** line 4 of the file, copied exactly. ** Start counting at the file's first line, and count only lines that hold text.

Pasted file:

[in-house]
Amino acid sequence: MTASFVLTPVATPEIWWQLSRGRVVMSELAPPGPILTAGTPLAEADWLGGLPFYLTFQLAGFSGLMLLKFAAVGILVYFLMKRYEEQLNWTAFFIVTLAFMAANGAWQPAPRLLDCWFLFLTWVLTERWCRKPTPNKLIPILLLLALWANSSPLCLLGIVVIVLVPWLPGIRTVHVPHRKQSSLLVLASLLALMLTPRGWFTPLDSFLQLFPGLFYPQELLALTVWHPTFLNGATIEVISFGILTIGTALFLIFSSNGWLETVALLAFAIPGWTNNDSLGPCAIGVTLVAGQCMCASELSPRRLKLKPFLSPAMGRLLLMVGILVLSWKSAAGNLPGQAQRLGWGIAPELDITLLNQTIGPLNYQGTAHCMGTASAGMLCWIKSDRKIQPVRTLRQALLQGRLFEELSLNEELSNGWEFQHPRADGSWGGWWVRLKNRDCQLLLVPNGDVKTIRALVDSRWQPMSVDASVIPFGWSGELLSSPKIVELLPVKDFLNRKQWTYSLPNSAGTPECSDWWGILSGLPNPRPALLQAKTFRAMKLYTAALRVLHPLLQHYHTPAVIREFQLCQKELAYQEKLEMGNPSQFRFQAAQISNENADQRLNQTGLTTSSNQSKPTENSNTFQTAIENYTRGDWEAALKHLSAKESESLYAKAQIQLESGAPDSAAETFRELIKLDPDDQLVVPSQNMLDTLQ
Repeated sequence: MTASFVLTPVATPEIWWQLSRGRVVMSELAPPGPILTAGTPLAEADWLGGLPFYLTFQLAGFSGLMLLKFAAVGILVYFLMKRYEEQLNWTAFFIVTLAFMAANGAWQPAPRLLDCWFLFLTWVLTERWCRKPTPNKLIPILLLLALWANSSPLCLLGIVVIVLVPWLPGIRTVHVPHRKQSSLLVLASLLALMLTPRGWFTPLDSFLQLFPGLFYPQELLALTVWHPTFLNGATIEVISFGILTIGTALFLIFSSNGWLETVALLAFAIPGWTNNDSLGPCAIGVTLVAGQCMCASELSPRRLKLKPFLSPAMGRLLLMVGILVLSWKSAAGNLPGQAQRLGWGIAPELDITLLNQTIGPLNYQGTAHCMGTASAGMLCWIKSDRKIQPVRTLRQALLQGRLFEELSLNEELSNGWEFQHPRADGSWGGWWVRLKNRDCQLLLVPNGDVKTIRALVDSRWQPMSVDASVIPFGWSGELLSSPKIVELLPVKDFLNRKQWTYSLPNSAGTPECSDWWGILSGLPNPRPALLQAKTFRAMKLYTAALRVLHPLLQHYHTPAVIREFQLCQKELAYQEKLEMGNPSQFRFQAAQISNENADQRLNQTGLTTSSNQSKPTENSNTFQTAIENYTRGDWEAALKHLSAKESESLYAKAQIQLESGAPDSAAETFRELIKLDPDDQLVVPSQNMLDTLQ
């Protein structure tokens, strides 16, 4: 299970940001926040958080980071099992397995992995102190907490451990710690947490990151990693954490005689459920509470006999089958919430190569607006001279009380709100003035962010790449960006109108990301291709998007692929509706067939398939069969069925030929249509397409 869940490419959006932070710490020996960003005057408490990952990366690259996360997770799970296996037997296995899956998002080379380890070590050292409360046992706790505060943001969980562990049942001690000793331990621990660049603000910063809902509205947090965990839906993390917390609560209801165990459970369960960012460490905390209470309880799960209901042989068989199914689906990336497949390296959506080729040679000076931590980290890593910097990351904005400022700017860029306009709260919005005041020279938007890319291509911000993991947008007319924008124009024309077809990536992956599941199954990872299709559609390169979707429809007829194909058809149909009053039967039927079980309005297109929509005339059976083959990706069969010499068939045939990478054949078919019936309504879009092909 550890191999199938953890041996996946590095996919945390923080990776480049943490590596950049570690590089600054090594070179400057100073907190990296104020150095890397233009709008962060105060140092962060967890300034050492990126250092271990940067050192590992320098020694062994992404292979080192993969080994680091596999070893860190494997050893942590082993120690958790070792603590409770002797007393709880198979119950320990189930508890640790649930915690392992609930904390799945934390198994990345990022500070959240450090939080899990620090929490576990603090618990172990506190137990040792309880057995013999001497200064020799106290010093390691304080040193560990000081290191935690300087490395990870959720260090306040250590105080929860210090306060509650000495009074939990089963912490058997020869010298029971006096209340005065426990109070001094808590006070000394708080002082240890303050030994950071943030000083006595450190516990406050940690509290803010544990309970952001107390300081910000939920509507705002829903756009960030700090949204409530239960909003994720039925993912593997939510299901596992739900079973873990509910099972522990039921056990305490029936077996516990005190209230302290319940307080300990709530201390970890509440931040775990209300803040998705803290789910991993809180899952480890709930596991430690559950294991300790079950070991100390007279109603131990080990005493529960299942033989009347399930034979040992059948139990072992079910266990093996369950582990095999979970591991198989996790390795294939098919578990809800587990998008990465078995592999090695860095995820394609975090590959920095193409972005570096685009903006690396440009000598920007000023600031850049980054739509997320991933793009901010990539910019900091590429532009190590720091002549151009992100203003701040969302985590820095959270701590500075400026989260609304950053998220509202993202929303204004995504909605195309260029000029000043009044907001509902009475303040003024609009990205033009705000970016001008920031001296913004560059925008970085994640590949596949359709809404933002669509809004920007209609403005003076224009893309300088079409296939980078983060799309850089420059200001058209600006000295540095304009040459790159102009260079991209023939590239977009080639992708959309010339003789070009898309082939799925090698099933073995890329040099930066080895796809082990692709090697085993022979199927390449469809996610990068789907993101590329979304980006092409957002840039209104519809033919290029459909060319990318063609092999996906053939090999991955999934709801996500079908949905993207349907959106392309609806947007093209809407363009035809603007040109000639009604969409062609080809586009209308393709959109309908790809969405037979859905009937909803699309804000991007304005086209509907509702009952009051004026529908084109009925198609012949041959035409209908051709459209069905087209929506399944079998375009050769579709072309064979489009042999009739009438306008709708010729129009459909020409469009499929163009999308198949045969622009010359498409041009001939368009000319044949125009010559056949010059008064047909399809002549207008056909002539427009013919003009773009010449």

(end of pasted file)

């Protein structure tokens, strides 16, 4: 299970940001926040958080980071099992397995992995102190907490451990710690947490990151990693954490005689459920509470006999089958919430190569607006001279009380709100003035962010790449960006109108990301291709998007692929509706067939398939069969069925030929249509397409 869940490419959006932070710490020996960003005057408490990952990366690259996360997770799970296996037997296995899956998002080379380890070590050292409360046992706790505060943001969980562990049942001690000793331990621990660049603000910063809902509205947090965990839906993390917390609560209801165990459970369960960012460490905390209470309880799960209901042989068989199914689906990336497949390296959506080729040679000076931590980290890593910097990351904005400022700017860029306009709260919005005041020279938007890319291509911000993991947008007319924008124009024309077809990536992956599941199954990872299709559609390169979707429809007829194909058809149909009053039967039927079980309005297109929509005339059976083959990706069969010499068939045939990478054949078919019936309504879009092909 550890191999199938953890041996996946590095996919945390923080990776480049943490590596950049570690590089600054090594070179400057100073907190990296104020150095890397233009709008962060105060140092962060967890300034050492990126250092271990940067050192590992320098020694062994992404292979080192993969080994680091596999070893860190494997050893942590082993120690958790070792603590409770002797007393709880198979119950320990189930508890640790649930915690392992609930904390799945934390198994990345990022500070959240450090939080899990620090929490576990603090618990172990506190137990040792309880057995013999001497200064020799106290010093390691304080040193560990000081290191935690300087490395990870959720260090306040250590105080929860210090306060509650000495009074939990089963912490058997020869010298029971006096209340005065426990109070001094808590006070000394708080002082240890303050030994950071943030000083006595450190516990406050940690509290803010544990309970952001107390300081910000939920509507705002829903756009960030700090949204409530239960909003994720039925993912593997939510299901596992739900079973873990509910099972522990039921056990305490029936077996516990005190209230302290319940307080300990709530201390970890509440931040775990209300803040998705803290789910991993809180899952480890709930596991430690559950294991300790079950070991100390007279109603131990080990005493529960299942033989009347399930034979040992059948139990072992079910266990093996369950582990095999979970591991198989996790390795294939098919578990809800587990998008990465078995592999090695860095995820394609975090590959920095193409972005570096685009903006690396440009000598920007000023600031850049980054739509997320991933793009901010990539910019900091590429532009190590720091002549151009992100203003701040969302985590820095959270701590500075400026989260609304950053998220509202993202929303204004995504909605195309260029000029000043009044907001509902009475303040003024609009990205033009705000970016001008920031001296913004560059925008970085994640590949596949359709809404933002669509809004920007209609403005003076224009893309300088079409296939980078983060799309850089420059200001058209600006000295540095304009040459790159102009260079991209023939590239977009080639992708959309010339003789070009898309082939799925090698099933073995890329040099930066080895796809082990692709090697085993022979199927390449469809996610990068789907993101590329979304980006092409957002840039209104519809033919290029459909060319990318063609092999996906053939090999991955999934709801996500079908949905993207349907959106392309609806947007093209809407363009035809603007040109000639009604969409062609080809586009209308393709959109309908790809969405037979859905009937909803699309804000991007304005086209509907509702009952009051004026529908084109009925198609012949041959035409209908051709459209069905087209929506399944079998375009050769579709072309064979489009042999009739009438306008709708010729129009459909020409469009499929163009999308198949045969622009010359498409041009001939368009000319044949125009010559056949010059008064047909399809002549207008056909002539427009013919003009773009010449």